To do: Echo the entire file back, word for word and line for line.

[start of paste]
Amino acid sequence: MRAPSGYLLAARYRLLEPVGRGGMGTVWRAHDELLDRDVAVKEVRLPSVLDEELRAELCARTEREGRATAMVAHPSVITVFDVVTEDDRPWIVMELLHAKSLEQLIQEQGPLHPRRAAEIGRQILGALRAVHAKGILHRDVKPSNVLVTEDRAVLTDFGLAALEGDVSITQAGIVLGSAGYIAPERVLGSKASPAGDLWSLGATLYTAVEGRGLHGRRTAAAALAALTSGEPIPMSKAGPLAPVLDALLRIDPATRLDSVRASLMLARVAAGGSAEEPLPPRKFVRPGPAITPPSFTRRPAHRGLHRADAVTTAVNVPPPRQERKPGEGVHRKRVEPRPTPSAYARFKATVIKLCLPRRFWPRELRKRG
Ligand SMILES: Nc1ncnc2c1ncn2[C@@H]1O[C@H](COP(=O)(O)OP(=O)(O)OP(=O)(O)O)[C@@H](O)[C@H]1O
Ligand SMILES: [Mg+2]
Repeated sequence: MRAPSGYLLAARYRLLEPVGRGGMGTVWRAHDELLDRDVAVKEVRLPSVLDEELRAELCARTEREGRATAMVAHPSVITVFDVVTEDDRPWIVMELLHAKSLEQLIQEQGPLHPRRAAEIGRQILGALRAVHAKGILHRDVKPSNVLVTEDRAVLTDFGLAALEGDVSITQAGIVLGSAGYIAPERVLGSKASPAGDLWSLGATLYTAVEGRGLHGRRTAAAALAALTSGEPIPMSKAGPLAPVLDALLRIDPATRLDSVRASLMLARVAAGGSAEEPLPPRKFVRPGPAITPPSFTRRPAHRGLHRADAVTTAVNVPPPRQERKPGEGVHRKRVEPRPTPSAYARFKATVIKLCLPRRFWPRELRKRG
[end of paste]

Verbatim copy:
Amino acid sequence: MRAPSGYLLAARYRLLEPVGRGGMGTVWRAHDELLDRDVAVKEVRLPSVLDEELRAELCARTEREGRATAMVAHPSVITVFDVVTEDDRPWIVMELLHAKSLEQLIQEQGPLHPRRAAEIGRQILGALRAVHAKGILHRDVKPSNVLVTEDRAVLTDFGLAALEGDVSITQAGIVLGSAGYIAPERVLGSKASPAGDLWSLGATLYTAVEGRGLHGRRTAAAALAALTSGEPIPMSKAGPLAPVLDALLRIDPATRLDSVRASLMLARVAAGGSAEEPLPPRKFVRPGPAITPPSFTRRPAHRGLHRADAVTTAVNVPPPRQERKPGEGVHRKRVEPRPTPSAYARFKATVIKLCLPRRFWPRELRKRG
Ligand SMILES: Nc1ncnc2c1ncn2[C@@H]1O[C@H](COP(=O)(O)OP(=O)(O)OP(=O)(O)O)[C@@H](O)[C@H]1O
Ligand SMILES: [Mg+2]
Repeated sequence: MRAPSGYLLAARYRLLEPVGRGGMGTVWRAHDELLDRDVAVKEVRLPSVLDEELRAELCARTEREGRATAMVAHPSVITVFDVVTEDDRPWIVMELLHAKSLEQLIQEQGPLHPRRAAEIGRQILGALRAVHAKGILHRDVKPSNVLVTEDRAVLTDFGLAALEGDVSITQAGIVLGSAGYIAPERVLGSKASPAGDLWSLGATLYTAVEGRGLHGRRTAAAALAALTSGEPIPMSKAGPLAPVLDALLRIDPATRLDSVRASLMLARVAAGGSAEEPLPPRKFVRPGPAITPPSFTRRPAHRGLHRADAVTTAVNVPPPRQERKPGEGVHRKRVEPRPTPSAYARFKATVIKLCLPRRFWPRELRKRG